We Want Land to Live
Making Political Space for Food Sovereignty
Publication Year: 2017
Published by: University of Georgia Press
Half Title, Title Page, Copyright
List of Illustrations
Writing a book is like taking a long, inspiring journey, and I am grateful to many people for traveling these many miles with me. I would like to thank Don Young, Clyde Yates, and the members of the Athens Permaculture Group, who inspired this journey. ...
Introduction. Political Practice at the Margins
In 2009, state and federal agents seized two hundred gallons of raw milk legally purchased in South Carolina and distributed in Athens, Georgia, from a farmers’ market and forced its impoundment and destruction. In 2011, a farmer in Blue Hill, Maine, was arrested for selling raw milk without a license. ...
1. Political Economies of Food Sovereignty
The United Nations Declaration on Human Rights, article 25(1), asserts that “everyone has the right to a standard of living adequate for the health and well-being of himself and of his family, including food, clothing, housing.” Yet, ac‑ cording to the UN Food and Agriculture Organization (UNFAO, 2013), ...
2. Episteme(s) of Food Sovereignty
Over the last two decades in several states in Brazil, the MST (Movimento dos Trabalhadores Sem Terra; Landless Workers Movement) occupied unproductive land and established sustainable agriculture operations on it (Wolford, 2010). MST members squat on land in the belief that property rights are mutable social constructions that stem from working the land, not owning it ...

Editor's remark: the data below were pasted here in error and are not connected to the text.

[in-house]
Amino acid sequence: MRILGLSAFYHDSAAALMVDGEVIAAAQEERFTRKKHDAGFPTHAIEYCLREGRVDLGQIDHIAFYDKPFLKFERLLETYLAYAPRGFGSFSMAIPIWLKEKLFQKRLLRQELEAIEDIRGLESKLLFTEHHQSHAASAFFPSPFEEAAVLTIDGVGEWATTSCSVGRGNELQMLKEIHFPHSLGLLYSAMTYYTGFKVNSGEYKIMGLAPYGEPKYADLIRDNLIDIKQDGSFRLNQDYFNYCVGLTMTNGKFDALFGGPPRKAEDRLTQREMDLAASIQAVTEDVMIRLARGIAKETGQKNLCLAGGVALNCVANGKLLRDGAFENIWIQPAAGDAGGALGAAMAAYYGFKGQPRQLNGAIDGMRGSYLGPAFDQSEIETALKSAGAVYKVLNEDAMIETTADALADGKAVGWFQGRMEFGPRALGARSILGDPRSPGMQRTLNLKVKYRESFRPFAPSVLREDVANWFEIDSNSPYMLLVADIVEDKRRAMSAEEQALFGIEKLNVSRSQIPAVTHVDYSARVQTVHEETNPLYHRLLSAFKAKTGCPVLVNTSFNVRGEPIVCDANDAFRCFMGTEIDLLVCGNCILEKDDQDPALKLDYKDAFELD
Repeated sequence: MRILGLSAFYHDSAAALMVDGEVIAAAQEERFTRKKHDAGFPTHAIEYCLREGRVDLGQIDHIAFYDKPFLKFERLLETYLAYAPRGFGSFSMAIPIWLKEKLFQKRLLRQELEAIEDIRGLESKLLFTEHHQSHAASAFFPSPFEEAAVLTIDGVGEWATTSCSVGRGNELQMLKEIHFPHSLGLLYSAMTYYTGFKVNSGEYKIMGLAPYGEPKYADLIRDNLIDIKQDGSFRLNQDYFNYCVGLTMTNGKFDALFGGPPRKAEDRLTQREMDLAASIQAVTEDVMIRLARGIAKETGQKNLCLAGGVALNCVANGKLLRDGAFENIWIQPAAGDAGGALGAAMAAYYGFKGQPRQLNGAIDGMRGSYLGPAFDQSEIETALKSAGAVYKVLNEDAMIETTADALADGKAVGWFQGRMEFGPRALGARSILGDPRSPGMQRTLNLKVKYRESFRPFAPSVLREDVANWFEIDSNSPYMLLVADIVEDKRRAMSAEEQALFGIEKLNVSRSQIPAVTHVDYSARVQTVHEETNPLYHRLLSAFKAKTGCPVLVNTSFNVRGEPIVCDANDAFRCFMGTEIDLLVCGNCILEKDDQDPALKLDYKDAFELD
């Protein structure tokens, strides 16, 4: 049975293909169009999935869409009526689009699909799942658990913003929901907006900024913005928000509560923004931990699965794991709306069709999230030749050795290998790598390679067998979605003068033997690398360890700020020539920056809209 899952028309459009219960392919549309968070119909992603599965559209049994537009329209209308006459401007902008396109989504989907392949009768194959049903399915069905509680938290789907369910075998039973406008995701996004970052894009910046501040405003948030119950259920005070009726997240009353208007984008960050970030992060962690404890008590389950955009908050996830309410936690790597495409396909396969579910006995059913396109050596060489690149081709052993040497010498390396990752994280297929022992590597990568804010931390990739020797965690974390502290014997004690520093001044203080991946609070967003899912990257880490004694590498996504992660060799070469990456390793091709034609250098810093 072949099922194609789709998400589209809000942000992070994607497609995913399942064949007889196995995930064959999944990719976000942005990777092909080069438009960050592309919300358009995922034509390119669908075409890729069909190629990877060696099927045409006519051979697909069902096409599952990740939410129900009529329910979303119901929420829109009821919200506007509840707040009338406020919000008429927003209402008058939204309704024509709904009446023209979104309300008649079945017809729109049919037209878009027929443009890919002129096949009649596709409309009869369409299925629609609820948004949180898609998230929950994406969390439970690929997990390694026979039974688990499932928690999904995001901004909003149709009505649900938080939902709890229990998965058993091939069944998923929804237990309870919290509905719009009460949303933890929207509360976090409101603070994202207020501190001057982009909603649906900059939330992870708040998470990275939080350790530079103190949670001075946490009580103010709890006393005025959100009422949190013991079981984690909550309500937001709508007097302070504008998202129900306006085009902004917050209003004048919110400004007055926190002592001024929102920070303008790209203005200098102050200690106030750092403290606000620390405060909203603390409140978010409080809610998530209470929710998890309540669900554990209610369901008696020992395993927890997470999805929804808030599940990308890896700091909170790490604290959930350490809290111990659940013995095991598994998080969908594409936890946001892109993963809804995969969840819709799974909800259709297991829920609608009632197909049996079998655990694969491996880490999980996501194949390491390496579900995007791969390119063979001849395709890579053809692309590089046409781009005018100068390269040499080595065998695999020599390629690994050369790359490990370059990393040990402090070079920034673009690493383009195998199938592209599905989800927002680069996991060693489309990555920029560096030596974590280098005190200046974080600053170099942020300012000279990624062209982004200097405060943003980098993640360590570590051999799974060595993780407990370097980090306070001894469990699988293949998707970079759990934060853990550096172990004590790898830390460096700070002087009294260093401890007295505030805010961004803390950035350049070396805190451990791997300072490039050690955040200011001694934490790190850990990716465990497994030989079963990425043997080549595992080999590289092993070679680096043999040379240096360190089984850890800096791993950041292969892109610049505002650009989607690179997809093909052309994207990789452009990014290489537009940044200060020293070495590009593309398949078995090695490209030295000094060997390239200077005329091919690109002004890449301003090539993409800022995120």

3. Temporary Commons: Urban Community Gardens
Across the street from a community garden in Lisbon, Portugal, above a wall of graffiti, is written this provocative question, which confronts its reader with the potentially uncomfortable notion that gardens as much as streets belong in the city. The community garden next to this statement, ultimately destroyed by the city through “development,” ...
4. Spatial Practices of Governance: Community-Based Rights
In the spring of 2011, several townships in Hancock County, Maine, passed a Community Self-Governance Ordinance as part of the town meeting cycle that characterizes home rule governance (see the appendix for the full text of the ordinance). The ordinance was largely a response to changes to key state laws governing food safety that would negatively affect many small-scale farmers. ...
5. Re/territorializing Food Security: Manoomin Gift Economies
In response to the Rome Summit on Food Security in 1996, NGOS articulated in point 6 of their declaration that “food cannot be considered as a commodity because of its social and cultural dimension.” Following from this, and as a result of much debate and discussion, the Nyéléni declarations state that part of the struggle for food sovereignty ...
6. Making Political Space for Life: Seeds and Permaculture
In April 2014, in honor of Earth Day, a seed library opened in the public library in the town of Mechanicsburg, Pennsylvania. The library operates on the idea that whoever takes seeds will grow them out and return to the library new seed stock that is adapted to the local growing conditions at the end of the season. ...
Conclusion: Love as a Radically Collective Practice
Without doubt, the political aims of food sovereignty envision a “new economic phase of history,” one that is characterized largely by limits on corporate power, achieved either through legislation, self-governing, or civil disobedience. In the United States, democracy originally was based on the principle of free government (not free markets), ...
Further Series Titles
Page Count: 172
Publication Year: 2017
OCLC Number: 980805553
MUSE Marc Record: Download for We Want Land to Live